I'm somewhat curious as to how to use a nylon shoulder washer with a bolt. There is an example of this here (https://electronics.stackexchange.com/a/45579/95654), but I can't figure out how it would stay attached to the board. The diagram does not imply that the washer is threaded, so the hole is large enough to fit the washer (without any teeth to hold it) and ensure that the bolt does not close any circuits, but then how does it not fall out if it was inverted/sideways? Even if there was a nut at the bottom of the bolt, I still can't see how it would be stable.
(source: Heatsink mounting kit)
The shoulder washer is intended for bolting a TO-220 to a heatsink (or some other metal part) while maintaining electrical isolation with the heatsink. There is usually a nut on the other side of the heatsink, or the screw hole is threaded.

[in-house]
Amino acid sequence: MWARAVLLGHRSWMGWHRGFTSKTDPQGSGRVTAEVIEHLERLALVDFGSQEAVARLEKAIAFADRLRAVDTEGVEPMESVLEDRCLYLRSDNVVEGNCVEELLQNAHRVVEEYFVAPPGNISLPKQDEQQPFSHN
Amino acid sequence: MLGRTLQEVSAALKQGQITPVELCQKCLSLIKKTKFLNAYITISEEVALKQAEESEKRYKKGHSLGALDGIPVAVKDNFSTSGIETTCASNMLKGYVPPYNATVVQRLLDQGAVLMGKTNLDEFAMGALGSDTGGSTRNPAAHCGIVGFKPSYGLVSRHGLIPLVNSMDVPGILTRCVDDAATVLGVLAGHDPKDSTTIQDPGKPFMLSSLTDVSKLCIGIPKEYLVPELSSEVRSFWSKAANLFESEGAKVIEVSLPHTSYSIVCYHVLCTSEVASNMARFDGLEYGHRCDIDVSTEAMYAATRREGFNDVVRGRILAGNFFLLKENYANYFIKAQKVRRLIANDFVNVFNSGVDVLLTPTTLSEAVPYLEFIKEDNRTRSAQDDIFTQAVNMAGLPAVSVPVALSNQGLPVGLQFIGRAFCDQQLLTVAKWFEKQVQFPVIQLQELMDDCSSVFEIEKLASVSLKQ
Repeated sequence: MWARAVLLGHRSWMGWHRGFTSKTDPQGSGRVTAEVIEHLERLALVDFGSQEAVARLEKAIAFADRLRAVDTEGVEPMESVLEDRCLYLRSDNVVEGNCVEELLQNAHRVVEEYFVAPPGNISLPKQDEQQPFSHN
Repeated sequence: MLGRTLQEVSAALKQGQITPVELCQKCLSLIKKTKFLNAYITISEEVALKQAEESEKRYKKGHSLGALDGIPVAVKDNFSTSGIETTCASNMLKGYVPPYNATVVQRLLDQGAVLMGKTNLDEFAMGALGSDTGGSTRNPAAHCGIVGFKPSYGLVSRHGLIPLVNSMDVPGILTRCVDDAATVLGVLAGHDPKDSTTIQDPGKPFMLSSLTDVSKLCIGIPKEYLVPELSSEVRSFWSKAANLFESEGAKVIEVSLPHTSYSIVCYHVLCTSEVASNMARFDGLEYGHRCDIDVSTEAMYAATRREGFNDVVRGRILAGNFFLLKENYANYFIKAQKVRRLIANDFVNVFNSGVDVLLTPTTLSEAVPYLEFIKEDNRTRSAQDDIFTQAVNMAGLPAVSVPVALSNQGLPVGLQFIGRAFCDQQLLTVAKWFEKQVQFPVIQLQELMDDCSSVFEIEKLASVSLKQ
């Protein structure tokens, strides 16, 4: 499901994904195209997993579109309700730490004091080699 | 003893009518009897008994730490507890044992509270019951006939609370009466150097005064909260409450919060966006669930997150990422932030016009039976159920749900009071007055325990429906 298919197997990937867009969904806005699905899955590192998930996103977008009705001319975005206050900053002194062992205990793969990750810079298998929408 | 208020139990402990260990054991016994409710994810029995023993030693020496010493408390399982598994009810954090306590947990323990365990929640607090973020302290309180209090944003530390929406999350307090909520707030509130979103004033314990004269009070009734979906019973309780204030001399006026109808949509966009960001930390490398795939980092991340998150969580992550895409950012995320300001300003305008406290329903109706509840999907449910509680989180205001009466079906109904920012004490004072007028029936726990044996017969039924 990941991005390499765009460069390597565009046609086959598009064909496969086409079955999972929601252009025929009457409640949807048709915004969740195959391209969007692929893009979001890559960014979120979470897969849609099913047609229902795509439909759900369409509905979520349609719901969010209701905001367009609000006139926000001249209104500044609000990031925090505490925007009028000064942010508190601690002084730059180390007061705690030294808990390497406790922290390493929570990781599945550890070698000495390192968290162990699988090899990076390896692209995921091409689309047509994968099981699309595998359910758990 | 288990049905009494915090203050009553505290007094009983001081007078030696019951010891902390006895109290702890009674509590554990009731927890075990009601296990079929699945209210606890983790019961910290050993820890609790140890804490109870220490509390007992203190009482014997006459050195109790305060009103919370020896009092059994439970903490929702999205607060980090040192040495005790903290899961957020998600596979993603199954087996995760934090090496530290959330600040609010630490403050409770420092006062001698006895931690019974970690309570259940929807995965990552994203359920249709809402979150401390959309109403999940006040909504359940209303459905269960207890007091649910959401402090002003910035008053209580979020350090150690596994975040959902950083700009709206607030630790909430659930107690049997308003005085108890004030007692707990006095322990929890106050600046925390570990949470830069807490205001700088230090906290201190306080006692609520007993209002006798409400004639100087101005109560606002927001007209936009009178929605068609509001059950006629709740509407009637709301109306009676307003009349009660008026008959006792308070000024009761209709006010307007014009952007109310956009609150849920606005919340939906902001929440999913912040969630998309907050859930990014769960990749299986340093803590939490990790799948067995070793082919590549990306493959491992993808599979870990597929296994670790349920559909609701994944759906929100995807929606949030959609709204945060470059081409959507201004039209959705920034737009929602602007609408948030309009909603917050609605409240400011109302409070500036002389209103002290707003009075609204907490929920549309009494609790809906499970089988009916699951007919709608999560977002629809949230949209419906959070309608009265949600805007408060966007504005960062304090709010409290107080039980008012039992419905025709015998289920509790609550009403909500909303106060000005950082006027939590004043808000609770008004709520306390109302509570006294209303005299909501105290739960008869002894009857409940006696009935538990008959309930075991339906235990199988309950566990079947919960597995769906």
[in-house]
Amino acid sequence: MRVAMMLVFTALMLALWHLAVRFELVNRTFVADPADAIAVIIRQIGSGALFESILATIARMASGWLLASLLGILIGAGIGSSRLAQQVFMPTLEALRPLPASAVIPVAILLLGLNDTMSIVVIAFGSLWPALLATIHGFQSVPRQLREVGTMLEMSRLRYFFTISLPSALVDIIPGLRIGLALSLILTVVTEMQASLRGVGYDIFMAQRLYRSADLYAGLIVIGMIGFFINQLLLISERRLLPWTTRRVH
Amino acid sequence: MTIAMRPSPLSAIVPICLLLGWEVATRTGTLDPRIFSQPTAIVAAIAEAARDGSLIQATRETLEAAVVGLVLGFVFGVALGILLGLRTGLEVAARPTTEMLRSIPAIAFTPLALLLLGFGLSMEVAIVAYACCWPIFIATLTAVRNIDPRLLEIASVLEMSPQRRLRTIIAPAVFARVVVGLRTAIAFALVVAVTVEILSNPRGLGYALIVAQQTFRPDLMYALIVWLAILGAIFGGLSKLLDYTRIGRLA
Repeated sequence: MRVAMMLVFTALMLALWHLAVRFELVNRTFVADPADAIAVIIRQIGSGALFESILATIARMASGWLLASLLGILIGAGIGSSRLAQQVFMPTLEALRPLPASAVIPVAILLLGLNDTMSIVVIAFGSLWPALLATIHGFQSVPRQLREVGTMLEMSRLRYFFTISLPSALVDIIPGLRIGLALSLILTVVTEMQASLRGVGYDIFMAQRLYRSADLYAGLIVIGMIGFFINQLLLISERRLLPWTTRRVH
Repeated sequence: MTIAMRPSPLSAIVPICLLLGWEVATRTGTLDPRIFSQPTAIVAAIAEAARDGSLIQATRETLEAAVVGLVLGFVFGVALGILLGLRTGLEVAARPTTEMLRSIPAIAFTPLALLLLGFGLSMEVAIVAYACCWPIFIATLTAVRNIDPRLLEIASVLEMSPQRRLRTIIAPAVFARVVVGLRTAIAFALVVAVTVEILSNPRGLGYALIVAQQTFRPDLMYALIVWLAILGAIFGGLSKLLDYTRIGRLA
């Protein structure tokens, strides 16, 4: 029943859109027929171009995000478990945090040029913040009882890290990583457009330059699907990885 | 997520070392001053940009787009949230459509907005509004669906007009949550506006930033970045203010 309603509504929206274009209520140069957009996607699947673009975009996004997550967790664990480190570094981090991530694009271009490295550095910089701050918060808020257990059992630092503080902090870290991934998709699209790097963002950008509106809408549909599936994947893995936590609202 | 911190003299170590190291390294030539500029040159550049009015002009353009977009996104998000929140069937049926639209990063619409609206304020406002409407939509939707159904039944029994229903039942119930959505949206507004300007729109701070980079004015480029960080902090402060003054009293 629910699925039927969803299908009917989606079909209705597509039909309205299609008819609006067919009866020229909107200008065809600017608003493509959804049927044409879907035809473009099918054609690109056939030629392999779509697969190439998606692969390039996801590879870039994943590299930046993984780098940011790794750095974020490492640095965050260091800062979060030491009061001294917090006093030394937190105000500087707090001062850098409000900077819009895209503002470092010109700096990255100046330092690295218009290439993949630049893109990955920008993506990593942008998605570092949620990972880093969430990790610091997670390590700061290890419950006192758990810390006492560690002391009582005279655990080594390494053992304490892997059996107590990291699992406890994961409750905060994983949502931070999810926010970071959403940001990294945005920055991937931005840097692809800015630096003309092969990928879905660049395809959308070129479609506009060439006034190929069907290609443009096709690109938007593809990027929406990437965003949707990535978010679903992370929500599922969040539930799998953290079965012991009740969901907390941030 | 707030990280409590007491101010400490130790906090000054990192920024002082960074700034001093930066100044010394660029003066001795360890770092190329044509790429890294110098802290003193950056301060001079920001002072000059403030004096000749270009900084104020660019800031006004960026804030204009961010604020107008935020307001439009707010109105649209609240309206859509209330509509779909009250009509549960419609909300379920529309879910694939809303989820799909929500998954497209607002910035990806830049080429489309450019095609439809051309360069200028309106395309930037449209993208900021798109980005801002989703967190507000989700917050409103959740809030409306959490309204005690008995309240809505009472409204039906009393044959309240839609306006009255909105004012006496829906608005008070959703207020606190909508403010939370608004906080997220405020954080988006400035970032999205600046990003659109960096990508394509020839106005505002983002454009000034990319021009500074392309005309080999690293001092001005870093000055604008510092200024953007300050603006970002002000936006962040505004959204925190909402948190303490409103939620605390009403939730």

If you are attaching the TO-220 to a part of your PCB that has no traces, then you don't necessarily need the shoulder washer. The PCB material under the TO-220 would act as an isolator.
Using the schematic option produces ugly results, but I hope the following diagram will help.
It shows a bolt passing through a single layer of material, with a sholder washer on each side, and a nut, all in cross-section. When the nut is threaded onto the bolt, the washers are held in place.
I'm on my phone, so I can't link to a website that might show a picture.
A Shoulder Washer is normally used in conjunction with either a flat washer (thin material) or another shoulder washer (thick material).
The hole through the material is very slightly larger than the diameter of the raised part of the shoulder washer. This shoulder keeps the washer centered in the hole.
The most common use that I have had for shoulder washers is when mounting power transistors to a heatsink or metal chassis.